October Visiting Teaching: Loving Those Who Stray

The lesson this month is about charity; loving those who stray and never giving up on them. This is the very definition of visiting teaching.

Sometimes, I’m not sure how to go about sharing a visiting teaching message. For example, this month. Are we expected to talk about loving those who stray, or actually loving those who stray? Sometimes, I wonder if we talk too much about what we should, in fact, actually be doing.

I have to be honest. I’m active. My visiting teachers are active. At a glance, this lesson may not be very applicable to us. But that’s the challenge of a visiting teacher. Not just to visit, but to act. Sometimes, a little creativity, sensitivity, and true charity go a long way. Here are my suggestions for this month.



  1. The first sentence quotes Pres. Uchtdorf: “The reality is that there are no perfect families …” We need to stop visiting our sisters, assuming everything is going fairly well in their lives. Sometimes, we have to ask hard questions because we want them to know we really care. Sometimes, we have to take matters into our own hands, and get up and help then and there. Sometimes we have to speak with power, leaving the spirit in that home.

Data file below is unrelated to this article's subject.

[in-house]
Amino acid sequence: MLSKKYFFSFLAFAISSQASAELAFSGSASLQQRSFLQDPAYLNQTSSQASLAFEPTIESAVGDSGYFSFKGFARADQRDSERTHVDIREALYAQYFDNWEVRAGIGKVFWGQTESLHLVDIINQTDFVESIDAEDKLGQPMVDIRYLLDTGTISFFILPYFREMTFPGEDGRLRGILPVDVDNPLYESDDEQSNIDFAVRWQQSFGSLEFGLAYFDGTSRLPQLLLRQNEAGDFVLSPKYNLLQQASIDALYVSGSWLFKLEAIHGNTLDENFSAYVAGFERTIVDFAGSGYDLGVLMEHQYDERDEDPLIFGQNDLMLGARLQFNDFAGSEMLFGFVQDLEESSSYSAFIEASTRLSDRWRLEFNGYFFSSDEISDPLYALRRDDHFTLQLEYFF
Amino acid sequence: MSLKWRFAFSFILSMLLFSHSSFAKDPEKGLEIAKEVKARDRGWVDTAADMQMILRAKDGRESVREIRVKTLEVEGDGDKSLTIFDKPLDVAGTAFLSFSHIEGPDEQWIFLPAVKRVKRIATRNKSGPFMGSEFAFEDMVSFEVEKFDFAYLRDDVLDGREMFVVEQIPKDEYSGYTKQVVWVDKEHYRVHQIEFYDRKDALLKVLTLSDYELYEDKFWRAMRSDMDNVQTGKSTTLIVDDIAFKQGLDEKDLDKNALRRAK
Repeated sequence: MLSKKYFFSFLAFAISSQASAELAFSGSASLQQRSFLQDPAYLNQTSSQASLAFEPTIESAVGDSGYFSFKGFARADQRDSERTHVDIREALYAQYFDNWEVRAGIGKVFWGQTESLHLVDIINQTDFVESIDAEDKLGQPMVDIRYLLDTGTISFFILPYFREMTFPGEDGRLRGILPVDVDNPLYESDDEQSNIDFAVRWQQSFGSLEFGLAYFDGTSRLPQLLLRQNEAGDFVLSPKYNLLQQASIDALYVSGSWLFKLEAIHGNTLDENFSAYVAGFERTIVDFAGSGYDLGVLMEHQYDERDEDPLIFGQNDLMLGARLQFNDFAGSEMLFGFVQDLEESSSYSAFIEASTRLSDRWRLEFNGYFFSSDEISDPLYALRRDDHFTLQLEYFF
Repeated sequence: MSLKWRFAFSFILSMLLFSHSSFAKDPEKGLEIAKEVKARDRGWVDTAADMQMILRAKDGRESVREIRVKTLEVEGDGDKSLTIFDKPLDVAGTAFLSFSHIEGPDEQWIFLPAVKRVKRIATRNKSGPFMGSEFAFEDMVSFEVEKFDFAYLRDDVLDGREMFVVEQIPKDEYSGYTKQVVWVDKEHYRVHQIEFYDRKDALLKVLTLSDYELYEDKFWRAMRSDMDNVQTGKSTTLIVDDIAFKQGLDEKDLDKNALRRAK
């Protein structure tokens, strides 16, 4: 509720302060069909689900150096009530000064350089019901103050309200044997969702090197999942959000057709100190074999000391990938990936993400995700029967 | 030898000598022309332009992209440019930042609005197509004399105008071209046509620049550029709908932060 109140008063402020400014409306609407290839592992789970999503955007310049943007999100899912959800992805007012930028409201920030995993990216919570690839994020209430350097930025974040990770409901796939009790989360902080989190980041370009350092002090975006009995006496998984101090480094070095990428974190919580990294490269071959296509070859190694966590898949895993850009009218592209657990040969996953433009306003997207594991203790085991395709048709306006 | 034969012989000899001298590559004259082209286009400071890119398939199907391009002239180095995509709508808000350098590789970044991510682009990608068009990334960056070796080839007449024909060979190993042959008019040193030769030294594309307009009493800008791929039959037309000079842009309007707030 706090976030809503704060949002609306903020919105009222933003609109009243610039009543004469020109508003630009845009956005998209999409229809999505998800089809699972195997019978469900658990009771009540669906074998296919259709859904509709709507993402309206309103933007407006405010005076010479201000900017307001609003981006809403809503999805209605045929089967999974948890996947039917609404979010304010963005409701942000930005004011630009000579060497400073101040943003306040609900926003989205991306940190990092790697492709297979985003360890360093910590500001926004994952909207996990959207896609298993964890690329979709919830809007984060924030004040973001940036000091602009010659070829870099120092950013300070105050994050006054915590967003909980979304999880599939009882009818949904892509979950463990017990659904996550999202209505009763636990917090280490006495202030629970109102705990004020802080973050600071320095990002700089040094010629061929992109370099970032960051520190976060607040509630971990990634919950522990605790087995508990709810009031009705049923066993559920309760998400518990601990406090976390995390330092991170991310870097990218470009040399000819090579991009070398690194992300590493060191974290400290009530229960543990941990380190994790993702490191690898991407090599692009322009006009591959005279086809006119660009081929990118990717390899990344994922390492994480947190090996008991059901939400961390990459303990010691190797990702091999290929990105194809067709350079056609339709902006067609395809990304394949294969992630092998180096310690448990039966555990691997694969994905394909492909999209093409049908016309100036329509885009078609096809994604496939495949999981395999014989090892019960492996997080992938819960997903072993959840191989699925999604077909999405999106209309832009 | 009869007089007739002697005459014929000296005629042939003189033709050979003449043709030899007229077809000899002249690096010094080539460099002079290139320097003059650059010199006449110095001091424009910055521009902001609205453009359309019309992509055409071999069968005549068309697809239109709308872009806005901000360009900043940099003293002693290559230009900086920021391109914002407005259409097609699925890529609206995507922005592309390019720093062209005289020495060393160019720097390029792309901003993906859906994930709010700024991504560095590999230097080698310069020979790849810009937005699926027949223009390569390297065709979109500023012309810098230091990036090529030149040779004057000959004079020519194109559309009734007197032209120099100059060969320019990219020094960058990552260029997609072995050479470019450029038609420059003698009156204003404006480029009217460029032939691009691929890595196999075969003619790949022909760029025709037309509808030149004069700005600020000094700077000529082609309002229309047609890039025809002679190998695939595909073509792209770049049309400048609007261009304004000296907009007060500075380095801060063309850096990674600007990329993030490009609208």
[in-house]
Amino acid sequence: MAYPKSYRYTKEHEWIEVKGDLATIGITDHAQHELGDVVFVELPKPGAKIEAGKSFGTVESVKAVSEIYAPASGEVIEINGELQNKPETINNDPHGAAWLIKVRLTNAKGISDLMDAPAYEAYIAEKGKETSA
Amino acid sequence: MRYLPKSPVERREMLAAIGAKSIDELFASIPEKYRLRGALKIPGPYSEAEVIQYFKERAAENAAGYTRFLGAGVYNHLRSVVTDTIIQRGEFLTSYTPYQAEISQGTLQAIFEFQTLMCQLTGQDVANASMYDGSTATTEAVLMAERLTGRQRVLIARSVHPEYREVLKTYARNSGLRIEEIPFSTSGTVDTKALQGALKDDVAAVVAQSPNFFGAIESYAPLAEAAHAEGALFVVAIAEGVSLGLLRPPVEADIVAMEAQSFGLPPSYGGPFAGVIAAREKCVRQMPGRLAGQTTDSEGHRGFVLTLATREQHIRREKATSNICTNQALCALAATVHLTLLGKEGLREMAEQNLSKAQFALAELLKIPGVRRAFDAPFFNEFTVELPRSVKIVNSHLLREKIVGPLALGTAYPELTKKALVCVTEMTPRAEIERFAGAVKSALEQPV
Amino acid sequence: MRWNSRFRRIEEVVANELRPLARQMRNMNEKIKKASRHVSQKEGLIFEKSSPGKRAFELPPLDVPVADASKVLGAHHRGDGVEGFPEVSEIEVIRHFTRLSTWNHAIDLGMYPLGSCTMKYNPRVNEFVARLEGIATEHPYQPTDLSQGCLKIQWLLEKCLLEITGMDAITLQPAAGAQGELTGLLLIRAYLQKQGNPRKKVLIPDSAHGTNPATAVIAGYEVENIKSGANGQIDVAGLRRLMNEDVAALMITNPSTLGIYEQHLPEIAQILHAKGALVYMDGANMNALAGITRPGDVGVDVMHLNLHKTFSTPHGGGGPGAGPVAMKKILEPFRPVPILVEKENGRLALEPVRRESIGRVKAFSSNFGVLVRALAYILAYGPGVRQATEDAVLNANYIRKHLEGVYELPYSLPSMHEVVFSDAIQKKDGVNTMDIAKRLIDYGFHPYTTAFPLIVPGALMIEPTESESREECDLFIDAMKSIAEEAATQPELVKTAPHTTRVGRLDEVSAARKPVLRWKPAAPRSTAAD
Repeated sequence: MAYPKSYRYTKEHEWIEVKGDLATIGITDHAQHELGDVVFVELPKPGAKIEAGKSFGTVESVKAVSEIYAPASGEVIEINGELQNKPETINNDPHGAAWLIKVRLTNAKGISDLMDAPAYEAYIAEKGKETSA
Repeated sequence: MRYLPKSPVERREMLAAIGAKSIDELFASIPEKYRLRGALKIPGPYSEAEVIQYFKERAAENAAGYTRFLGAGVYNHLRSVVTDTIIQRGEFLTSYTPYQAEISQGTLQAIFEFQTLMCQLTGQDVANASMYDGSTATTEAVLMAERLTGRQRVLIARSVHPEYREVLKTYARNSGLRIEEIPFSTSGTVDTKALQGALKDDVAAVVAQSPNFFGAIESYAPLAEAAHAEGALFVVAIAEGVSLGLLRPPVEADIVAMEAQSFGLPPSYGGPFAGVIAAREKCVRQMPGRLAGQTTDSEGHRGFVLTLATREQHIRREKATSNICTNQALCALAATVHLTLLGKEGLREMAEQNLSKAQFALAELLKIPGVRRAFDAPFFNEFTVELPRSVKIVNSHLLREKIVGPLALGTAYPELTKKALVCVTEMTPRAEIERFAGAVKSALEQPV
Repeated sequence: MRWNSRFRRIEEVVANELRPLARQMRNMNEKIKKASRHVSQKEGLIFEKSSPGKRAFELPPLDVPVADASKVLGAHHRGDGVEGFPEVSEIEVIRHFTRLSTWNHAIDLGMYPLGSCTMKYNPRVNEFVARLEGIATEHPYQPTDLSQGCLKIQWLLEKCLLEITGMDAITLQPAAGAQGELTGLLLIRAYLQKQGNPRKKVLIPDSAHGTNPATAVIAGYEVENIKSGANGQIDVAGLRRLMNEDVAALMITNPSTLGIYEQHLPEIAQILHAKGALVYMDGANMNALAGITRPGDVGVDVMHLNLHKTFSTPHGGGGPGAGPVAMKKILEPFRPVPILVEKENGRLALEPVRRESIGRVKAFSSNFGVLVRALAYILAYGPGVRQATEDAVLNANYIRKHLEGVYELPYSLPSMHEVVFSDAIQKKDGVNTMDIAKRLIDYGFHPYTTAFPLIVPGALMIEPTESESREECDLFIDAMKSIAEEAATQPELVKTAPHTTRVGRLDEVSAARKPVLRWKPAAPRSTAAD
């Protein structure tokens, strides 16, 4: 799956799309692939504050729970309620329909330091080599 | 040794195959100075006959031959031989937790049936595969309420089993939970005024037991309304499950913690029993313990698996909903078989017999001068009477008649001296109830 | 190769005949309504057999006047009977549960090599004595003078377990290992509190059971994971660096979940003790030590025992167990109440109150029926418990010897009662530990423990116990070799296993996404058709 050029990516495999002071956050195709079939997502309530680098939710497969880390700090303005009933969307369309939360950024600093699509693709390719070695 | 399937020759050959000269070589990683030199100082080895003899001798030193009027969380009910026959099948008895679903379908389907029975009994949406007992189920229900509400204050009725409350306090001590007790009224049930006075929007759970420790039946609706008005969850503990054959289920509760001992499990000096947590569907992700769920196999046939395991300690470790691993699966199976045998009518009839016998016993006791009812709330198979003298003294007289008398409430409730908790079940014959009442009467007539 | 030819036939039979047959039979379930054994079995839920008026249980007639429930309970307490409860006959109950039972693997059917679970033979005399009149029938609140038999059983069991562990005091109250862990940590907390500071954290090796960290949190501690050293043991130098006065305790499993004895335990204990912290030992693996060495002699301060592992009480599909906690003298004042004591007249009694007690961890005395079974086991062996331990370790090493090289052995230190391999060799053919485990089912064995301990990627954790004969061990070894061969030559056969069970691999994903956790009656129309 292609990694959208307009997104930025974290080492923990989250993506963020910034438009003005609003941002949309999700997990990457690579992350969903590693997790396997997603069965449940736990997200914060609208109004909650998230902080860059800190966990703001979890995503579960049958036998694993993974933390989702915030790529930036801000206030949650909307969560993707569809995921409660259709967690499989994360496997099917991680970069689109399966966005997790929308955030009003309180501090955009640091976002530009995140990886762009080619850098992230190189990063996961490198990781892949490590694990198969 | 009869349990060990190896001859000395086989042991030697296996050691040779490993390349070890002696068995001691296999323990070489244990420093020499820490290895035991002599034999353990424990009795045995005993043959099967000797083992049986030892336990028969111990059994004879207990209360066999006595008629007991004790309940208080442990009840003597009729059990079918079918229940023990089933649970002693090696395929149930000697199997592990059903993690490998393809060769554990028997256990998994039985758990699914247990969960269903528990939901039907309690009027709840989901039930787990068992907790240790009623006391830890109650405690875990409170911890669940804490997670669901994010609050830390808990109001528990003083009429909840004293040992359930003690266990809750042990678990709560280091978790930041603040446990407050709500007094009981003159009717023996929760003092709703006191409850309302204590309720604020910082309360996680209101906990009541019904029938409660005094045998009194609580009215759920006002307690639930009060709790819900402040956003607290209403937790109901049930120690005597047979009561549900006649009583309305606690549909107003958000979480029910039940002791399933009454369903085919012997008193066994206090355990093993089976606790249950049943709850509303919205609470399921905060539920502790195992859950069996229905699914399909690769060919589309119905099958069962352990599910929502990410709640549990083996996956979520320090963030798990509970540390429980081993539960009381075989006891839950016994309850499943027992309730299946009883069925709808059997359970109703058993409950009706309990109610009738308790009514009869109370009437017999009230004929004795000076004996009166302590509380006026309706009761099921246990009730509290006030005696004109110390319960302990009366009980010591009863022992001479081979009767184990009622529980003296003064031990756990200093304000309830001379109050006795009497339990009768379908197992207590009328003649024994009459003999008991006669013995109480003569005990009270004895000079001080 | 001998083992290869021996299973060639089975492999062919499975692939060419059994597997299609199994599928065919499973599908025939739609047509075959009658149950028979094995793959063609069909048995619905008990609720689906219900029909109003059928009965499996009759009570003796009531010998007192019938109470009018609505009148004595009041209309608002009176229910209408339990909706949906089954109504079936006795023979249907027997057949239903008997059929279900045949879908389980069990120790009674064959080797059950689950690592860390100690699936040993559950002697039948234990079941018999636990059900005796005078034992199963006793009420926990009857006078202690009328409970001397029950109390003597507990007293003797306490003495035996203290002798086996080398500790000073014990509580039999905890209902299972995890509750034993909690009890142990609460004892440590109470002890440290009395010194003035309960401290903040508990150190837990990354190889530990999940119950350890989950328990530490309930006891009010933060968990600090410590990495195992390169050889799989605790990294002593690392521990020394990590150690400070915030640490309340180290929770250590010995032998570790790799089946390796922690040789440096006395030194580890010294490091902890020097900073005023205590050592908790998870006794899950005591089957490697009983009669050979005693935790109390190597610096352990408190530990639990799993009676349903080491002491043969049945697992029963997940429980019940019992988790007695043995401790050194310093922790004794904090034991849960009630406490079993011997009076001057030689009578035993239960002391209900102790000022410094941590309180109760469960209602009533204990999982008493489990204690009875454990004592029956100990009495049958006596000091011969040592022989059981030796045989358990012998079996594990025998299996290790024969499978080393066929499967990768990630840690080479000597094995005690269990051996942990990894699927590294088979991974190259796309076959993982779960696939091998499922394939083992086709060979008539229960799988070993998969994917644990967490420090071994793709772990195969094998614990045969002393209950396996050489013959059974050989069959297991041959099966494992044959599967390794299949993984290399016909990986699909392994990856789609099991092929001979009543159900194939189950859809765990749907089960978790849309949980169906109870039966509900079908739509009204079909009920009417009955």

2. Parents always worry about their children, whether they are young or old. Ask how the children are doing. Pray for those children together, and continue when you are at home. The sweet story about Lois, which follows this month’s message, suggests that we remember to add our sisters–and their families–to the temple prayer roll. It is a gift to know someone has thought of you in the prayers of the righteous.

  3. For those who have personal struggles with doctrine, faith, and strength to believe, visiting teachers have an opportunity to come prepared to teach from the scriptures. With a prayer in her heart, a teacher can bring great comfort to one who is searching, one who needs another’s faith to lean on, and could use a trusted friend.


Let us always remember that we are sisters. We are assigned as a visiting teacher, but we can learn to love these women dearly. As Elder Brent H. Nielson stated, “May you and I receive the revelation to know how to best approach those in our lives who are lost and, when necessary, to have the patience and love of our Father in Heaven and His Son, Jesus Christ.”

Everyone is at their own level of faith, life, and personal troubles. We all tend to stray when we’re met with a difficulty of any kind. May we reach out, loving those who stray–not simply talking about it but actually doing something to love them back home.